Waterfowl in Winter

Long-tailed duck. Photo by © Maria de Bruyn.


By Maria de Bruyn

While we generally see “flashier” birds during the spring and summer in the Piedmont, late autumn and winter migrations bring many waterfowl to the eastern half of our state. Most rarer species appear on the coast, enticing dedicated birders to “twitch” (pursue in hopes of seeing them well). This year, birders have been traveling eastward to see birds such as a lone snow bunting (an Arctic bird), harlequin ducks, black guillemots, black-legged kittiwakes and Iceland gulls.

Since my long-distance driving has been limited, I haven’t seen unusual waterfowl this season, but that doesn’t mean a rare bird might not arrive nearby one day. In February 2019, I was introduced to the marvelous long-tailed duck, which visited nearby Wake County.

This bird lives up to its name with a tail feather that is quite noticeable. It also holds a world record as the deepest-diving member of the waterfowl community, having been caught in fishing nets 240 feet underwater! It would be a treat if one of them visited our area again.

Top left and right: double-crested cormorants. Bottom left: ruddy duck. Bottom right: ring-necked duck. All photos by © Maria de Bruyn.

We do have other interesting waterfowl to see. Double-crested cormorants are abundant, and we can see them swimming and congregating in treetops near lakes. They’re not picky as far as housekeeping is concerned, inserting deflated balloons and plastic debris into their large stick nests. The oldest cormorant known thus far was 23 years of age.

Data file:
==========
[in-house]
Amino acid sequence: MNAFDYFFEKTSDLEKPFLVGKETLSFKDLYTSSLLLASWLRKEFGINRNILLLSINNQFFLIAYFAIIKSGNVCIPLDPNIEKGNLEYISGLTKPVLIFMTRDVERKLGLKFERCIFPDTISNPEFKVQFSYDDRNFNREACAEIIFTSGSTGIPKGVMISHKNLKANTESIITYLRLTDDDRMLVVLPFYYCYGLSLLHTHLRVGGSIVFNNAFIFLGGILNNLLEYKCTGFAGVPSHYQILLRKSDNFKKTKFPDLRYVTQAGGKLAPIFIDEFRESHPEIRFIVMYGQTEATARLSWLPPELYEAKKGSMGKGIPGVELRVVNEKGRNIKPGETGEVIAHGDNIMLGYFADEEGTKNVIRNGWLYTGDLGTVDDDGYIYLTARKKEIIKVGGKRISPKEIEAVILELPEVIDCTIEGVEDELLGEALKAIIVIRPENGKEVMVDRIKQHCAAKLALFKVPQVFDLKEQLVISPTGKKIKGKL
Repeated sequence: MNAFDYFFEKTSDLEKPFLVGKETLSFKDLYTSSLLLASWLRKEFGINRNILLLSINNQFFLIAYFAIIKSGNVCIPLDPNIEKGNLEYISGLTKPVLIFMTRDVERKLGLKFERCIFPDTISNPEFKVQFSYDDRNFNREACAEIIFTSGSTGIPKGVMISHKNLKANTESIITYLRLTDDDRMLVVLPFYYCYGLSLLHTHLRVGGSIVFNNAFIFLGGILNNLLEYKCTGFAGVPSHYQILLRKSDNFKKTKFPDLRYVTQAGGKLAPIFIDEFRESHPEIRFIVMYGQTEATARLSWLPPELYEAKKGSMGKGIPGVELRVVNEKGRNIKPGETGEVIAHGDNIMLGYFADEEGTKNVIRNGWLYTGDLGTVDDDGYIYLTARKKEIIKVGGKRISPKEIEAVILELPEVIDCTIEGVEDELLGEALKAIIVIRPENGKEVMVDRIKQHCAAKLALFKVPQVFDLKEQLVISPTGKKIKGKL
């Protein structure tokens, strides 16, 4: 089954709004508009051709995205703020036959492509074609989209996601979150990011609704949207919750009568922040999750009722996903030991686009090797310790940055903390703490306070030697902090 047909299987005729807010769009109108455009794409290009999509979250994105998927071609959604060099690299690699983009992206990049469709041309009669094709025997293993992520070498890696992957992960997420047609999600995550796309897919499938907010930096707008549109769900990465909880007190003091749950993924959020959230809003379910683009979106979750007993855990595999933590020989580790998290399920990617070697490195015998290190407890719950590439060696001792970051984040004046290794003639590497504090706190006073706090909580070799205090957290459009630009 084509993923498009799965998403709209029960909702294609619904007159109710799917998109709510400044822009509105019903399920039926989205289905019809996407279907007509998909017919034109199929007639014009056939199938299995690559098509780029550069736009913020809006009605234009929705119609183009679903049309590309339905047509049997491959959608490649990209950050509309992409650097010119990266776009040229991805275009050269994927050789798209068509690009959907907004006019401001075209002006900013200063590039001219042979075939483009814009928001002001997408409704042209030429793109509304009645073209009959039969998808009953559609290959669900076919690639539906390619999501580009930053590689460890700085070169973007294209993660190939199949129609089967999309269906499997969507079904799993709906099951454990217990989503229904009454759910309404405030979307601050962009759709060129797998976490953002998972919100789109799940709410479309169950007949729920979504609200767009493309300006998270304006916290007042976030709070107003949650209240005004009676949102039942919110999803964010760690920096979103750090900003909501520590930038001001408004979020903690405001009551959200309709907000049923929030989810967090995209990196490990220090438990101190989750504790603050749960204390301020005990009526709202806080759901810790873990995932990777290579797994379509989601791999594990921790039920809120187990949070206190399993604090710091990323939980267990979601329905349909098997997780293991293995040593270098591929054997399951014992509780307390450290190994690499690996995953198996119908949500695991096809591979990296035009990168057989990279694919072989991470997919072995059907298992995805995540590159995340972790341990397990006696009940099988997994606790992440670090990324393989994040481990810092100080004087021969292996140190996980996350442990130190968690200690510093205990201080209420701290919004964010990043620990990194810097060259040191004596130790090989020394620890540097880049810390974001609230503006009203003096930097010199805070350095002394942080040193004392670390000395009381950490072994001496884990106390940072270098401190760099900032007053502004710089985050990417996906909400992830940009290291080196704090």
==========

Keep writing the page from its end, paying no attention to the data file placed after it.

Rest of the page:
Ruddy ducks and ring-necked ducks (that I always want to call ring-billed ducks instead!) are paddling around various ponds throughout Orange, Durham and Wake counties looking for food. They can drink up to a gallon of water daily and consume up to 12% of their body weight in a day. The ruddy ducks lay the largest eggs relative to their body size of all ducks.

Caption: Top left: Male hooded merganser. Top right: Killdeer. Bottom left: Wilson’s snipe. Bottom right: Northern shovelers. All photos by © Maria de Bruyn.

One of the more boldly patterned waterfowl species is the male hooded merganser. While the females are mostly grayish brown with some reddish highlights, the males have bold white head and chest patches and white feathers on their back. They nest in tree cavities and the ducklings jump out of the nests when they are only a day old.

Killdeer have a distinctive call and when startled, they fly with their companions in what sometimes looks like choreographed flight. They hunt for food along the shoreline, keeping an eye on nearby humans but not fleeing until a person nears to within about 10 feet.  When brooding their eggs, they try to lure people and predators away from the nest by faking a broken wing as they stumble away.

The larger, impressive Wilson’s snipe is also a shoreline forager, but sometimes they just hunker down among rocks and chill out for a while. They choose spots where they are well camouflaged so that they’re not obvious from a distance. When they do move, their extra-large pectoral muscles enable them to achieve flight speeds up to 60 miles/hour.